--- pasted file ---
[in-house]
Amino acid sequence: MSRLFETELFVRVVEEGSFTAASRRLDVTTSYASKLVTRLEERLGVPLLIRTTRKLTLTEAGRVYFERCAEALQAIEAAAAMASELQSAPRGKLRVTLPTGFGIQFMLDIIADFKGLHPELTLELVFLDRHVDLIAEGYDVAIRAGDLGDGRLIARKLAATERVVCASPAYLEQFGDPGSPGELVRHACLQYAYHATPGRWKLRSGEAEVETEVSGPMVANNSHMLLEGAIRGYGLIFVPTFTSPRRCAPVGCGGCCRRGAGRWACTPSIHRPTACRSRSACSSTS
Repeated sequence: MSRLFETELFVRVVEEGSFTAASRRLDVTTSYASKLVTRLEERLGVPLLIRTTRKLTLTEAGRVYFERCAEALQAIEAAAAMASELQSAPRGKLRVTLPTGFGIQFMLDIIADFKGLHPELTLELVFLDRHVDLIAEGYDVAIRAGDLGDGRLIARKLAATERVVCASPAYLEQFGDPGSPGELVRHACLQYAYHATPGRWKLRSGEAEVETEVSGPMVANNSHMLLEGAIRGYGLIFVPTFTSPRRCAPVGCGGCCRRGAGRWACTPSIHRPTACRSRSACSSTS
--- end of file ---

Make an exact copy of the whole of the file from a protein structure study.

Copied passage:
[in-house]
Amino acid sequence: MSRLFETELFVRVVEEGSFTAASRRLDVTTSYASKLVTRLEERLGVPLLIRTTRKLTLTEAGRVYFERCAEALQAIEAAAAMASELQSAPRGKLRVTLPTGFGIQFMLDIIADFKGLHPELTLELVFLDRHVDLIAEGYDVAIRAGDLGDGRLIARKLAATERVVCASPAYLEQFGDPGSPGELVRHACLQYAYHATPGRWKLRSGEAEVETEVSGPMVANNSHMLLEGAIRGYGLIFVPTFTSPRRCAPVGCGGCCRRGAGRWACTPSIHRPTACRSRSACSSTS
Repeated sequence: MSRLFETELFVRVVEEGSFTAASRRLDVTTSYASKLVTRLEERLGVPLLIRTTRKLTLTEAGRVYFERCAEALQAIEAAAAMASELQSAPRGKLRVTLPTGFGIQFMLDIIADFKGLHPELTLELVFLDRHVDLIAEGYDVAIRAGDLGDGRLIARKLAATERVVCASPAYLEQFGDPGSPGELVRHACLQYAYHATPGRWKLRSGEAEVETEVSGPMVANNSHMLLEGAIRGYGLIFVPTFTSPRRCAPVGCGGCCRRGAGRWACTPSIHRPTACRSRSACSSTS